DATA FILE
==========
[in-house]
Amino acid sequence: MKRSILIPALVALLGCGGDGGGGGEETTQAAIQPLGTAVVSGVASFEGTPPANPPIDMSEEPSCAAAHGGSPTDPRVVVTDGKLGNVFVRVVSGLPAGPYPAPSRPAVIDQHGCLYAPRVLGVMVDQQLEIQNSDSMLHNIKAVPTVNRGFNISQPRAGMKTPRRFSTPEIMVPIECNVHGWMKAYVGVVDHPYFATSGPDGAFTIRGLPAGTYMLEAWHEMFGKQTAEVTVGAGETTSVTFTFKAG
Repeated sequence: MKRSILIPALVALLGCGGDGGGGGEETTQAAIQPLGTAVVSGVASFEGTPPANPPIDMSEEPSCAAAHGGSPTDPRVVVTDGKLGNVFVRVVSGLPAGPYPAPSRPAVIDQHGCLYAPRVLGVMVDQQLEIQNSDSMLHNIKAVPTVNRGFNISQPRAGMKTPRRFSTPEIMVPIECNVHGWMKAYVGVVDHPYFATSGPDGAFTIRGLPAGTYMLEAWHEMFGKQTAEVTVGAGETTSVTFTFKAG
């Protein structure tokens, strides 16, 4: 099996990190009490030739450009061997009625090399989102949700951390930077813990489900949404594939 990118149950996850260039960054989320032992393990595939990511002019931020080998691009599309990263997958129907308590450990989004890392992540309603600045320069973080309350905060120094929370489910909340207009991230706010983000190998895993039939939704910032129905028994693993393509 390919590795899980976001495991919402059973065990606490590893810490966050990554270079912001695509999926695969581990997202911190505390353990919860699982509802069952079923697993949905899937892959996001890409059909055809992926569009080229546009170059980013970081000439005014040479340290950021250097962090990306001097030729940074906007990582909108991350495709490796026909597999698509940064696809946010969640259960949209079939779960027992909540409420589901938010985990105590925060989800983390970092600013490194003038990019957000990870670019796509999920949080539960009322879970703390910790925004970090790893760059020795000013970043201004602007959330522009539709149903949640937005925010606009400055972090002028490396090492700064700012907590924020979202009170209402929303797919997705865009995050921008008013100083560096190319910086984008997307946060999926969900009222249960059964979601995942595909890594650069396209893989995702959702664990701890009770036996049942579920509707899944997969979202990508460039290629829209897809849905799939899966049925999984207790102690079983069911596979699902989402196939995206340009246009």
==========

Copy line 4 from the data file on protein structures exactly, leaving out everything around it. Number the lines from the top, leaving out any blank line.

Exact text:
């Protein structure tokens, strides 16, 4: 099996990190009490030739450009061997009625090399989102949700951390930077813990489900949404594939 990118149950996850260039960054989320032992393990595939990511002019931020080998691009599309990263997958129907308590450990989004890392992540309603600045320069973080309350905060120094929370489910909340207009991230706010983000190998895993039939939704910032129905028994693993393509 390919590795899980976001495991919402059973065990606490590893810490966050990554270079912001695509999926695969581990997202911190505390353990919860699982509802069952079923697993949905899937892959996001890409059909055809992926569009080229546009170059980013970081000439005014040479340290950021250097962090990306001097030729940074906007990582909108991350495709490796026909597999698509940064696809946010969640259960949209079939779960027992909540409420589901938010985990105590925060989800983390970092600013490194003038990019957000990870670019796509999920949080539960009322879970703390910790925004970090790893760059020795000013970043201004602007959330522009539709149903949640937005925010606009400055972090002028490396090492700064700012907590924020979202009170209402929303797919997705865009995050921008008013100083560096190319910086984008997307946060999926969900009222249960059964979601995942595909890594650069396209893989995702959702664990701890009770036996049942579920509707899944997969979202990508460039290629829209897809849905799939899966049925999984207790102690079983069911596979699902989402196939995206340009246009």